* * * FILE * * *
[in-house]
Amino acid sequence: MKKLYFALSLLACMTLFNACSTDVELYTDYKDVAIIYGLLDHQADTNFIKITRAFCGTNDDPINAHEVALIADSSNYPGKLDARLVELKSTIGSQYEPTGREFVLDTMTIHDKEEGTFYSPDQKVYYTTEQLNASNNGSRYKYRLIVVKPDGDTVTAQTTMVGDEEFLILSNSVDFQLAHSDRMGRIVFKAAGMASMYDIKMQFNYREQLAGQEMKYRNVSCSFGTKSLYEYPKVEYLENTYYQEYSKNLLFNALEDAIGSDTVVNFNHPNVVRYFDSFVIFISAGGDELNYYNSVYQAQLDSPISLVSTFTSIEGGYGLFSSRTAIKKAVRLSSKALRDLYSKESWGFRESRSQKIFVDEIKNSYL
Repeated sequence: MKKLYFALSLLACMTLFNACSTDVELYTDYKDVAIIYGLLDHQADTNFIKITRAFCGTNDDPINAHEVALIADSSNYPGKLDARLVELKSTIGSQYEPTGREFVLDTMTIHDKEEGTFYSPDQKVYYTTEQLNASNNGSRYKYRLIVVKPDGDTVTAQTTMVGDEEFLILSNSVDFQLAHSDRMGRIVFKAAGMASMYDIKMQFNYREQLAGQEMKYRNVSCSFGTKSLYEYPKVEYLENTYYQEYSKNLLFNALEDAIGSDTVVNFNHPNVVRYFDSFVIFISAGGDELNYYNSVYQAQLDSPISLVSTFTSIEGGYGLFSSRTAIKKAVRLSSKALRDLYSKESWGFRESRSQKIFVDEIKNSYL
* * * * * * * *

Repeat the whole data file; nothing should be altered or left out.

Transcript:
[in-house]
Amino acid sequence: MKKLYFALSLLACMTLFNACSTDVELYTDYKDVAIIYGLLDHQADTNFIKITRAFCGTNDDPINAHEVALIADSSNYPGKLDARLVELKSTIGSQYEPTGREFVLDTMTIHDKEEGTFYSPDQKVYYTTEQLNASNNGSRYKYRLIVVKPDGDTVTAQTTMVGDEEFLILSNSVDFQLAHSDRMGRIVFKAAGMASMYDIKMQFNYREQLAGQEMKYRNVSCSFGTKSLYEYPKVEYLENTYYQEYSKNLLFNALEDAIGSDTVVNFNHPNVVRYFDSFVIFISAGGDELNYYNSVYQAQLDSPISLVSTFTSIEGGYGLFSSRTAIKKAVRLSSKALRDLYSKESWGFRESRSQKIFVDEIKNSYL
Repeated sequence: MKKLYFALSLLACMTLFNACSTDVELYTDYKDVAIIYGLLDHQADTNFIKITRAFCGTNDDPINAHEVALIADSSNYPGKLDARLVELKSTIGSQYEPTGREFVLDTMTIHDKEEGTFYSPDQKVYYTTEQLNASNNGSRYKYRLIVVKPDGDTVTAQTTMVGDEEFLILSNSVDFQLAHSDRMGRIVFKAAGMASMYDIKMQFNYREQLAGQEMKYRNVSCSFGTKSLYEYPKVEYLENTYYQEYSKNLLFNALEDAIGSDTVVNFNHPNVVRYFDSFVIFISAGGDELNYYNSVYQAQLDSPISLVSTFTSIEGGYGLFSSRTAIKKAVRLSSKALRDLYSKESWGFRESRSQKIFVDEIKNSYL